Strengthening the LGBTQ Community in New York City

Maryse Pearce

For Maryse Pearce, MBA/MPP’18, program manager at Stonewall Community Foundation, the professional is also personal.

“As a queer person living and working in New York, I’m in many ways a beneficiary of the work” of the foundation, she says, whether she’s attending a talk about LGBTQ history at the Brooklyn Museum or enjoying a play written by a queer immigrant. 

The foundation, named for the iconic Stonewall Inn that sparked the fight for LGBTQ rights in the United States, is focused on strengthening New York City’s LGBTQ community. As program manager, Pearce oversees its grant and scholarship programs, community events, as well as donor education on LGBTQ issues.

Just a year into her role, Pearce is proud to highlight grantee Out My Closet, an organization that hosts free pop-up clothing shopping opportunities for homeless queer youth and provides sexual health education. When Stonewall Community Foundation was contacted by a major clothing company with thousands of dollars worth of excess clothing to donate, she was able to make the connection with Out My Closet, even though it was outside of her usual scope of work.

“It’s really great to support organizations in multiple ways,” she says.

National Queer Theater is another grantee close to her heart.

“We provided one of their first grants, and the festival blew up in the best way,” she says. The summer festival featured four plays from countries where being LGBTQ is criminalized, earning a profile in the New York Times and more than 7,000 attendees.  “Policy and legal advocacy is most of what I’ve done professionally and that’s so important, but telling and celebrating our stories is just as important.” 

Pearce has advocated for LGBTQ rights since college, when she was the co-president of Washington University in St. Louis’ Pride Alliance. She moved to Boston after earning her undergraduate degree, working for GLBTQ Legal Advocates and Defenders (GLAD).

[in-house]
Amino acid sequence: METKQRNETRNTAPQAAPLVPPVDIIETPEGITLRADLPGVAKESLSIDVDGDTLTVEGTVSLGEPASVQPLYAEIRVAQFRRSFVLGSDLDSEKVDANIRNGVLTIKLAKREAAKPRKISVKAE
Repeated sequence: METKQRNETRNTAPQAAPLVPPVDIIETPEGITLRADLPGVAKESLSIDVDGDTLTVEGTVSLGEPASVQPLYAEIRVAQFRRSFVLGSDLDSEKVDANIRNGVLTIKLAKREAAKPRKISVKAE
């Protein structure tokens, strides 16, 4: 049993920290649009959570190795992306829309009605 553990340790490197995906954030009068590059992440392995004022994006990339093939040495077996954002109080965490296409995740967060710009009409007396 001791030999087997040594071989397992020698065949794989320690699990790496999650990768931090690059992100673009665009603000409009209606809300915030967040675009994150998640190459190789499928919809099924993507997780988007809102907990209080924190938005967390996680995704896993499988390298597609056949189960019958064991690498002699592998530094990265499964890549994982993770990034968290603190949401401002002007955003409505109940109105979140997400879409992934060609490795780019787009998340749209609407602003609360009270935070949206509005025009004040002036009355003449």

But after four years at GLAD, she was ready to make a bigger impact, and she chose to pursue dual master’s degrees in the Social Impact MBA and Master of Public Policy at the Heller School. At GLAD, a lot of her work had included lobbying legislators and educating GLAD’s legal team about issues the community faced, but she wanted a stronger foundation in social policy. She also wanted more expertise in nonprofit management that she hadn’t gotten from her work experience.

“I was drawn in by Heller’s social justice focus,” she says. “I didn’t want to have to do a more traditional graduate program and translate that to the work I wanted to do. I wanted to be around people who cared about the same things I cared about.”

At Heller, “I was lucky to work with and learn from the other students,” she says. “Even today, if I get stuck and need advice at work, I still reach out to them.” 

She took part in the Ford Hall 2015 protests at Brandeis, when students of color advocated for racial justice and a more inclusive, equitable and diverse student experience. “It was a really vivid example of the multiple strategies that are necessary for change,” she says. “Policy is important but policy has to come from somewhere, and it usually comes from protest and direct action.”

After graduating, she worked briefly for HR&A Advisors, an economic development consulting company. Though she gained critical experience working with foundations and evaluating their programming and strategy, she found herself missing more direct advocacy work. That led her to Stonewall. 

She still draws on her classes, such as fundraising and development, practicing philanthropy, and financial management, as well as her fellowship experience at the Sillerman Center for the Advancement of Philanthropy, in her work today.

“There’s a lot of potential in philanthropy,” Pearce says. “What I like about it is the ability to look at the field of LGBTQ advocacy from a birds-eye view, see how different strategies and organizations fit together, and how to support that.”